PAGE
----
Then, too, rhyme is part of the a-linear aspect of language: the part of language that can reach backwards or forwards in time, that can tie itself into knots. That's part of its fascination for me. Even the words of colloquial prose have a secret life, in their sounds, whereby one will call out to another across a syntactic interval, large or small. A good poet, it seems to me, will train herself to listen in on this sotto voce conversation, whether or not she chooses to turn it up in the mix. (And poets do sometimes have good reasons for wanting to submerge the links of rhyme, rather than highlight them: I think of certain rigorously discontinuous poems by Toronto poet Souvankham Thammavongsa.)
I don't feel sufficiently well read in the work of my contemporaries to comment on this matter of the resurgence of rhyme, in any general way. I certainly don't think rhyme ever went away: as I said above, it's there, in language, whether we listen to it or not. What excites me, in poetry, is not so much rhyme in itself as it is the intelligent or unexpected use of rhyme, in the nexus of other poetic techniques, to achieve a certain effect. To pull a recent example from my shelf — here's Darren Bifford's poem "St. John of the Cross," from his 2012 collection Wedding in Fire Country:
ST. JOHN OF THE CROSS
To know your road you must walk eyes closed into the dark
His eyes so tightly shut
what he sees
is not the dark of each
pupil like prairies at night
but two jewels
thieved within two fists:
held just right they shine;
shining they cut.
This is no nursery rhyme — but its effect is no less dependent on rhyme, on the sharp edges of those -ight and -ut words, exposed at line endings or buried mid-line, played off against the jewel-in-darkness glimmer of those long-ees. I think, too, of brief, memorable poems by Mark Callanan and Jason Guriel ("Nativity," "The Buried Hatchet") where rhyme is at work in an almost clandestine way — but no less important, for that. One of my favourite contemporary Canadian poets, Steven Heighton, is a total sound-junky: rhyme for him is as much momentum as it is semantic or mnemonic device:
Bad luck, it's said, to enter your own name
and numbers in the new address book.
All the same, as you slowly comb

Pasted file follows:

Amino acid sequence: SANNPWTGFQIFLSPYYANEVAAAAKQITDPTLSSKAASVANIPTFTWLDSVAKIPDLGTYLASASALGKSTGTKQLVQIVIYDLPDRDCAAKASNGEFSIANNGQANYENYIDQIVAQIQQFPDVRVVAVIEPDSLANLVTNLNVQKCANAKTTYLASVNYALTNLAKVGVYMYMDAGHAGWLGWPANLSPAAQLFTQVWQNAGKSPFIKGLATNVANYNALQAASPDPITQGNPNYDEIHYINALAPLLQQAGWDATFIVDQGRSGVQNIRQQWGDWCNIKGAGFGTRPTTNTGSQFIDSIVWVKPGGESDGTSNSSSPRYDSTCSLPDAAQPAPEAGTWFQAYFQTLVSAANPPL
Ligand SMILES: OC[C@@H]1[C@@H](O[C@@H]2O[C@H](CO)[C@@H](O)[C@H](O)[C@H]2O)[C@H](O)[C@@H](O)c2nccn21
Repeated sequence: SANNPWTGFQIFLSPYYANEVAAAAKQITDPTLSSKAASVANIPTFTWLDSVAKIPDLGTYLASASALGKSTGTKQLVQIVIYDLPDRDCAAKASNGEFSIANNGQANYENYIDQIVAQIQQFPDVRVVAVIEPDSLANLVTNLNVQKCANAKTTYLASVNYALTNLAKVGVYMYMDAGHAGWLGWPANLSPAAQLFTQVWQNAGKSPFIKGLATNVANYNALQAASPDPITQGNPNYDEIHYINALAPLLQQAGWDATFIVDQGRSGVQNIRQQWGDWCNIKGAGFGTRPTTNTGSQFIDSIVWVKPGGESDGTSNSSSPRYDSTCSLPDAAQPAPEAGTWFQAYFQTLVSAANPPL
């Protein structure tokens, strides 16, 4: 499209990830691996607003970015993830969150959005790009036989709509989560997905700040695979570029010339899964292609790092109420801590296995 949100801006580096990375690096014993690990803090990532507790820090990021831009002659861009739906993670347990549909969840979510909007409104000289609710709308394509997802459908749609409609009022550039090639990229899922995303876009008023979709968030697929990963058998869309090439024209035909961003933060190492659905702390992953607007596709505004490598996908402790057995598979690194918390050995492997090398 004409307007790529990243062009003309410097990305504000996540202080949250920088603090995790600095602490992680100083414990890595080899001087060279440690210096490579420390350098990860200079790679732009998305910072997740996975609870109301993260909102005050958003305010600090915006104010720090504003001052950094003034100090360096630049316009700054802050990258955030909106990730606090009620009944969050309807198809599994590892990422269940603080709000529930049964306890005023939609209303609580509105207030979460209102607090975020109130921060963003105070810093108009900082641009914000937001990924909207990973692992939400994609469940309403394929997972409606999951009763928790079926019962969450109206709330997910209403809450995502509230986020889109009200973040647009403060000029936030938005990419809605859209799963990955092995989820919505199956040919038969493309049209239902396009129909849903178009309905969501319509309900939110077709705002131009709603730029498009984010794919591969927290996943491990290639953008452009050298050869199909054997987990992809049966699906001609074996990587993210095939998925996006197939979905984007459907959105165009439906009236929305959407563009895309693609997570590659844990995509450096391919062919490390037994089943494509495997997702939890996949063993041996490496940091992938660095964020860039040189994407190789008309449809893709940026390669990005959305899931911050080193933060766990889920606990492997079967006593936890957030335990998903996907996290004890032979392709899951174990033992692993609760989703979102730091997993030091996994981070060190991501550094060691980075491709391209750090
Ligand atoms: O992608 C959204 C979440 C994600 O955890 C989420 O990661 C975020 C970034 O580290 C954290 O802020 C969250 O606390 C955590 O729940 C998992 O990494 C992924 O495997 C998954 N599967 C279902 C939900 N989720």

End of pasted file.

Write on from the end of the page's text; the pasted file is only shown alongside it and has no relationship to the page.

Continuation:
through the old one for things to pick
out and transfer, you are tempted to coin
yourself a sparkling new address,
new name, befitting the freshness of this clean-
slating, this brisk kiss
so long to the heart-renders — every friend
you buried or let drift ...
I could go on! But, you know, I think that on some simple level rhyme is music; music is joy, and pleasure, and exuberance. I think I'm channelling Peter Pan, here, to go back to my childhood influences. ("I am youth. I am joy. I am freedom!") There's always seemed to me something a bit grumpy — a bit, well, Captain Hookish — about the desire to banish rhyme from the poetic toolbox altogether. It's perhaps no coincidence that the Captain eventually gets his comeuppance from that crocodile, time, with its slant-rhyming mantra: "tick tock, tick tock, tick tock …"
Kateri Lanthier holds a BA and MA in English from the University of Toronto. She is a freelance writer and editor specializing in design, architecture and art. Her poems and reviews have appeared in journals in Canada, the United States and England, including Descant, Grain, Matrix, The Antigonish Review, Saturday Night, Quarry, Writing Women, London Magazine, The Toronto Quarterly, The Acrobat, The Walrus, Hazlitt, and are forthcoming in Great Lakes Review and Green Mountains Review. Her first collection of poetry, Reporting from Night, was published by Iguana Books in 2011. Her poem “The Coin Under the Leftmost Sliding Cup” won the 2013 Walrus Poetry Prize and is included in the anthology The Best of Walrus Poetry (ed. Michael Lista).
Amanda Jernigan has worked as a writer, scholar, editor and teacher. Her first book of poems, Groundwork, was published by Biblioasis in 2011, and her second collection, All the Daylight Hours, was published in 2013 by Cormorant Books. She lives and works in Canada with her partner, the artist John Haney.